Headwall SWIR Sensor Used in Rijksmusuem Article on Operation Night Watch

October 26, 2021

Operation-Night-Watch-VNIR-SWIROur SWIR 640 sensor is part of world famous Operation Night Watch by the Rijksmuseum, and is mentioned in the first published work in Sensors 2021, 21(20), 6855, Reflectance Imaging Spectroscopy (RIS) for Operation Night Watch: Challenges and Achievements of Imaging Rembrandt’s Masterpiece in the Glass Chamber at the Rijksmuseum by Francesca Gabrieli 1,*, John K. Delaney 2, Robert G. Erdmann 1,3, Victor Gonzalez 1, Annelies van Loon 1,4,
Patrick Smulders 5, Roy Berkeveld 5, Robert van Langh 1, and Katrien Keune 1,6

Headwall-created animated GIF. Caption from Figure 3 from the paper: Accurate color image calculated from the VNIR reflectance imaging dataset using D65 standard illumination and a false color image of the SWIR image cube prepared using 1603 nm, 1201 nm and 1040 nm spectral bands for the RGB channels.


Visible and infrared reflectance imaging spectroscopy is one of the several non-invasive techniques used during Operation Night Watch for the study of Rembrandt’s iconic masterpiece The Night Watch (1642). The goals of this project include the identification and mapping of the artists’ materials, providing information about the painting technique used as well as documenting the painting’s current state and ultimately determining the possible conservation plan. The large size of the painting (3.78mby 4.53 m) and the diversity of the technical investigations being performed make Operation Night Watch the largest research project ever undertaken at the Rijksmuseum. To construct a complete reflectance image cube at a high spatial resolution (168 m2) and spectral resolution (2.54 to 6 nm), the painting was imaged with two high-sensitivity line scanning hyperspectral cameras (VNIR 400 to 1000 nm, 2.54 nm, and SWIR 900 to 2500 nm, 6 nm). Given the large size of the painting, a custom computer-controlled 3-D imaging frame was constructed to move each camera, along with lights, across the painting surface. A third axis, normal to the painting, was added along with a distance-sensing system which kept the cameras in focus during the scanning. A total of 200 hyperspectral image swaths were collected, mosaicked and registered to a high-resolution color image to sub-pixel accuracy using a novel registration algorithm. The preliminary analysis of the VNIR and SWIR reflectance images has identified many of the pigments used and their distribution across the painting. The SWIR, in particular, has provided an improved visualization of the preparatory sketches and changes in the painted composition. These data sets, when combined with the results from the other spectral imaging modalities and paint sample analyses, will provide the most complete understanding of the materials and painting techniques used by Rembrandt in The Night Watch.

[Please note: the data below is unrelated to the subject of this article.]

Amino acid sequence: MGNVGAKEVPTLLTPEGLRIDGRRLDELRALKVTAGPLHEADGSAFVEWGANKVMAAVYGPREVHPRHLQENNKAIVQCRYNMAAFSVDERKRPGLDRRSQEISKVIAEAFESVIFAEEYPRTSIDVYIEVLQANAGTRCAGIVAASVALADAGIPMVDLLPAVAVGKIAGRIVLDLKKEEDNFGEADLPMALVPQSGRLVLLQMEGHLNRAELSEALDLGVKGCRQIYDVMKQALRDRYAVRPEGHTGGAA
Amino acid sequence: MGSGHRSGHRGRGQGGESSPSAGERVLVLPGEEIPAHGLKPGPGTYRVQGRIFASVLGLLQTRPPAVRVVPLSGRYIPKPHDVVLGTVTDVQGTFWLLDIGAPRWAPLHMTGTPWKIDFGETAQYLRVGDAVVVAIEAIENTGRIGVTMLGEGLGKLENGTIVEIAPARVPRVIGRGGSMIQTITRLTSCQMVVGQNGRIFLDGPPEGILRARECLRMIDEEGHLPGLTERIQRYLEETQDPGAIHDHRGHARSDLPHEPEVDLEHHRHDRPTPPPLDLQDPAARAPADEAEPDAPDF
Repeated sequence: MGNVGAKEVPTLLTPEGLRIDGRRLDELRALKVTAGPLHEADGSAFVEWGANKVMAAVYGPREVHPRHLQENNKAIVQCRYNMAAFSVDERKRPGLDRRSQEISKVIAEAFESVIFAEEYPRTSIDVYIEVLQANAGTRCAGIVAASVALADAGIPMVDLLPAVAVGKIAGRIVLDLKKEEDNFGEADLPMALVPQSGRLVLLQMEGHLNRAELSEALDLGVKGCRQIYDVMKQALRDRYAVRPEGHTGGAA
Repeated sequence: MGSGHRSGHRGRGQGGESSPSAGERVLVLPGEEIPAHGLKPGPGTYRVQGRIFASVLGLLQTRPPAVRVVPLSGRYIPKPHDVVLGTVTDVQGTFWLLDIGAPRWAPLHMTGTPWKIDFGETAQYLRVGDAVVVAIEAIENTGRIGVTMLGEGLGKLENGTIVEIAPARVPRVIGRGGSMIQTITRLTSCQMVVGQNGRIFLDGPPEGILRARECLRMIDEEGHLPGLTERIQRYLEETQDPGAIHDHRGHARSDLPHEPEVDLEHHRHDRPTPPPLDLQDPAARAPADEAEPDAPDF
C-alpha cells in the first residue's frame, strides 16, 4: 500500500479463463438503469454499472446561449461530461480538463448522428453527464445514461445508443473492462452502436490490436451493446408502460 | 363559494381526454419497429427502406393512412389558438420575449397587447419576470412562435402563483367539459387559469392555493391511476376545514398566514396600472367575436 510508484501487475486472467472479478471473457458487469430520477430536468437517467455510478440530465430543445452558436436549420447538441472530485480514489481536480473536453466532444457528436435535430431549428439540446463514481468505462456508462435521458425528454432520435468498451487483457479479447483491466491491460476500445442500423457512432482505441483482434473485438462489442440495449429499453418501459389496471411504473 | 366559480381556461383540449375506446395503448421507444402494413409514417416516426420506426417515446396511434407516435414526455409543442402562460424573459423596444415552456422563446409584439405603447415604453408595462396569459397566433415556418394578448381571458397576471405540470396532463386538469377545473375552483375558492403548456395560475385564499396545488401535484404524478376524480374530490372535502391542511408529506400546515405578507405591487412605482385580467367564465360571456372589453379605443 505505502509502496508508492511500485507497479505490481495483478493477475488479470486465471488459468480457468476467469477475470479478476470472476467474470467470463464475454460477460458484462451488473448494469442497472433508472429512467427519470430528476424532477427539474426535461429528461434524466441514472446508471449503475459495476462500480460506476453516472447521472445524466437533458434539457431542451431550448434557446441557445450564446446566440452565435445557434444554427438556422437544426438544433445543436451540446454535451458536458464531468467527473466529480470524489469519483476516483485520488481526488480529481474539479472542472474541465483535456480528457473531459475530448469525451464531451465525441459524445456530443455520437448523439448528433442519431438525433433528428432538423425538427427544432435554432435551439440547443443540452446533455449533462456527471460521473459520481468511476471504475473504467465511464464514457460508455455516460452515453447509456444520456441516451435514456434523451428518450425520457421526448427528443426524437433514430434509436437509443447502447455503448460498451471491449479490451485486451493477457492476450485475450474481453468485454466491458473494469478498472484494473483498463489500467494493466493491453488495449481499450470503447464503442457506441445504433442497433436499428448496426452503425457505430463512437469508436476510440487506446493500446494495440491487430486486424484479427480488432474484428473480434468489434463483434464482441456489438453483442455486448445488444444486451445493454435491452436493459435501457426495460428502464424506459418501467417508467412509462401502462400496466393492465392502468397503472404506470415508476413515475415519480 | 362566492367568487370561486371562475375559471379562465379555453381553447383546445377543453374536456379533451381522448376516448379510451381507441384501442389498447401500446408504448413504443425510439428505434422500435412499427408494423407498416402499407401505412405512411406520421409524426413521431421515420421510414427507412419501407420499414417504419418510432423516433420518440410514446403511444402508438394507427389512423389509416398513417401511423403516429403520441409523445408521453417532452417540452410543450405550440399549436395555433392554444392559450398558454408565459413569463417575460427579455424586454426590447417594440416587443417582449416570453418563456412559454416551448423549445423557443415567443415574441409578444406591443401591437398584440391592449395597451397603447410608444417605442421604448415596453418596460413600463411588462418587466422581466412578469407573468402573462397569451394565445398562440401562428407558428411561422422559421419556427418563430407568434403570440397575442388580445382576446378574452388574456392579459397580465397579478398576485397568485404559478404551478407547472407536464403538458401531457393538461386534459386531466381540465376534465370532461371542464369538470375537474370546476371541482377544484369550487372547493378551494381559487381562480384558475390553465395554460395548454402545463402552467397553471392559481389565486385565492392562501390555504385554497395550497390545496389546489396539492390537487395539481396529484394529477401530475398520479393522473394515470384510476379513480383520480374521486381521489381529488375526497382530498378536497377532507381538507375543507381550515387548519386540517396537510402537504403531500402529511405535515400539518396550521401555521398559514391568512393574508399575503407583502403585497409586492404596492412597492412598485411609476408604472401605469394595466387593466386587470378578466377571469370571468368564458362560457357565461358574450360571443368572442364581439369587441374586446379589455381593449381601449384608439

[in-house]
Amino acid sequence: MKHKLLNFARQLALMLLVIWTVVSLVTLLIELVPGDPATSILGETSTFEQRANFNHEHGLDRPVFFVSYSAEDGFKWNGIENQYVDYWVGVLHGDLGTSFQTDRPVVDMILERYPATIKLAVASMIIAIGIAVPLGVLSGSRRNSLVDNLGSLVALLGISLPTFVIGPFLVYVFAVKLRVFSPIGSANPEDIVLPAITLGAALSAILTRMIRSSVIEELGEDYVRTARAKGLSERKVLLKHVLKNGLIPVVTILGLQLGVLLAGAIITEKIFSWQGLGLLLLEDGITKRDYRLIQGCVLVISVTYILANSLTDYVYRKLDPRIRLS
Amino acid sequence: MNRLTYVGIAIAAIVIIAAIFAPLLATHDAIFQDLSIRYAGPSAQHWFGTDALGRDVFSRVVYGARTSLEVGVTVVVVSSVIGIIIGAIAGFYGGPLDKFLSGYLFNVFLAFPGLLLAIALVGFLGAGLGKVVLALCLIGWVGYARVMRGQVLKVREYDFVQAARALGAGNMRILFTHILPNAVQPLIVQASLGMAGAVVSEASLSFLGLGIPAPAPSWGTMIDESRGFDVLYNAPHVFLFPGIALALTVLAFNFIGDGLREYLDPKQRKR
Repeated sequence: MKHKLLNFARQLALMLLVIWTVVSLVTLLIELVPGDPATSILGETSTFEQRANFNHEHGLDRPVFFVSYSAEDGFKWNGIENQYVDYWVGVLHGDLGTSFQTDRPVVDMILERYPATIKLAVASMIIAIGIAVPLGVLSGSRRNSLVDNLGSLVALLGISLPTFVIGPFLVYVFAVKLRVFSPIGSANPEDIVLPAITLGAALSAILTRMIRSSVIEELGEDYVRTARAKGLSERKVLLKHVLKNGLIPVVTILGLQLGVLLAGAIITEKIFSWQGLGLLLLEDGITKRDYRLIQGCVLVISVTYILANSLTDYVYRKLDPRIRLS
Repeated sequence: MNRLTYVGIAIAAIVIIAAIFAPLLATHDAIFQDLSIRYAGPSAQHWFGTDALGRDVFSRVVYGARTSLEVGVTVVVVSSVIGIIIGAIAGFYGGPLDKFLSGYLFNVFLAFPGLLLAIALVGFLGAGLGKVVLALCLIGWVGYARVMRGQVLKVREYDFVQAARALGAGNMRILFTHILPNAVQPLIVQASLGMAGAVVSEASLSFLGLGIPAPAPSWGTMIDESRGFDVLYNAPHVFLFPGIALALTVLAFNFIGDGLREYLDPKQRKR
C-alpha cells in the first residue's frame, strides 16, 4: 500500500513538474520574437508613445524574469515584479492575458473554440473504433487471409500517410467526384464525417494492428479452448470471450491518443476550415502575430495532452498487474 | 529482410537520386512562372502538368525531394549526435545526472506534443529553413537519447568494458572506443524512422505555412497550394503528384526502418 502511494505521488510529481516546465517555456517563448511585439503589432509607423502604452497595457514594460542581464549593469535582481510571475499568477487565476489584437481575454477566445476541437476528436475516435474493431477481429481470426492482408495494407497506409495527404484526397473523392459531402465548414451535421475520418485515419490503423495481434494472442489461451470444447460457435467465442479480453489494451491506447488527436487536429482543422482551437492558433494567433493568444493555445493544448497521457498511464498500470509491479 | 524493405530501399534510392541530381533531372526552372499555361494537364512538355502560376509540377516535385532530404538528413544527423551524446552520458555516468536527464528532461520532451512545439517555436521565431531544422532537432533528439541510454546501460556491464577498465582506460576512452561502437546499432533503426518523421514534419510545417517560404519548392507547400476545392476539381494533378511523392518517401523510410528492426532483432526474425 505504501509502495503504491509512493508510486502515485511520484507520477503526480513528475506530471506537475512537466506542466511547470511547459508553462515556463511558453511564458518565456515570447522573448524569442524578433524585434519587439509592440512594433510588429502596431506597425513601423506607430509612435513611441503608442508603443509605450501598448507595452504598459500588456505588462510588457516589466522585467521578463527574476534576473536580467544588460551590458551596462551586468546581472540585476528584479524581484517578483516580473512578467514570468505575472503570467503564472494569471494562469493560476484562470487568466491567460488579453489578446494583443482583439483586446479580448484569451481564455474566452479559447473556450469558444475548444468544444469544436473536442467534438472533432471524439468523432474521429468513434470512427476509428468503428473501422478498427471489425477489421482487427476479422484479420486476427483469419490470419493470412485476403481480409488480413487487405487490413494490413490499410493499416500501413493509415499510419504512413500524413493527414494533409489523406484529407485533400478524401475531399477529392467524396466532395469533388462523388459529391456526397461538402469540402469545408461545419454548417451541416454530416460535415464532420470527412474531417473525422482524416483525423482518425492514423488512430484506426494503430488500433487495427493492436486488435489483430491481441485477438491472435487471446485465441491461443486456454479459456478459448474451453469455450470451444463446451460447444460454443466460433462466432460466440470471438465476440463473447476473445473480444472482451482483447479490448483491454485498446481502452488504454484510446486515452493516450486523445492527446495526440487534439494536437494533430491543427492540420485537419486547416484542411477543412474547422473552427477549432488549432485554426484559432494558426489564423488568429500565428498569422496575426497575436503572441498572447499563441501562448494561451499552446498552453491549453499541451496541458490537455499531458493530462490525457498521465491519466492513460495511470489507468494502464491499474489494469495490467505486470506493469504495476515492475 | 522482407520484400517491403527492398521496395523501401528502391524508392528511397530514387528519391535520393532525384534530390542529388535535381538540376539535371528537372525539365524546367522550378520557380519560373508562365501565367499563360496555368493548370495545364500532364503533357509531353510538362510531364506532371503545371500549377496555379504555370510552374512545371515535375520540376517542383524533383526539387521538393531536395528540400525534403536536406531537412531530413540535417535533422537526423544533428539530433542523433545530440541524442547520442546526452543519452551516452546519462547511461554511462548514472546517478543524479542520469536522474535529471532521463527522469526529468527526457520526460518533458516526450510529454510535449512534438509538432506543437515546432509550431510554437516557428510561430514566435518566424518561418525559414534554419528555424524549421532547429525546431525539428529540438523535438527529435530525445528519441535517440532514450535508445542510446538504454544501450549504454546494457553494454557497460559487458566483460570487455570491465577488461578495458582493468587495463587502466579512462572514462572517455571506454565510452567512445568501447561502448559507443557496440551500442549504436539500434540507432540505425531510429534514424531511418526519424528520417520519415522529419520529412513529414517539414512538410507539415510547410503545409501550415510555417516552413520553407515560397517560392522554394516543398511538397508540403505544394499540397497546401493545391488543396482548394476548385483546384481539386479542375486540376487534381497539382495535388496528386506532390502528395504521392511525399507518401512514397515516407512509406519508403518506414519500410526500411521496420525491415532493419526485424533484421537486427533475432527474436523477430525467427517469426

1 Conservation and Science Department, Rijksmuseum, Hobbemastraat 22, 1017 ZC Amsterdam, The Netherlands; R.Erdmann@rijksmuseum.nl (R.G.E.); gonzalvic@gmail.com (V.G.); A.van.Loon@rijksmuseum.nl (A.v.L.); R.van.Langh@rijksmuseum.nl (R.v.L.); k.keune@rijksmuseum.nl (K.K.)
2 Scientific Research Department, National Gallery of Art, 6th and Constitution Avenue NW, Washington, DC 20565, USA; J-Delaney@nga.gov
3 Conservation and Restoration, University of Amsterdam, Johannes Vermeerplein 1, 1071 DV Amsterdam, The Netherlands
4 Paintings Conservation Department, Mauritshuis, Plein 29, 2511 CS The Hague, The Netherlands
5 TBRM Engineering Solutions (Former Segula Technologies), De Witbogt 2, 5652 AG Eindhoven, The Netherlands; p.smulders@tbrm-es.nl (P.S.); roy@cirolabs.com (R.B.)
6 Van’t Hoff Institute for Molecular Sciences, University of Amsterdam, Science Park 904, 1090 GD Amsterdam, The Netherlands
* Correspondence: f.gabrieli@rijksmuseum.nl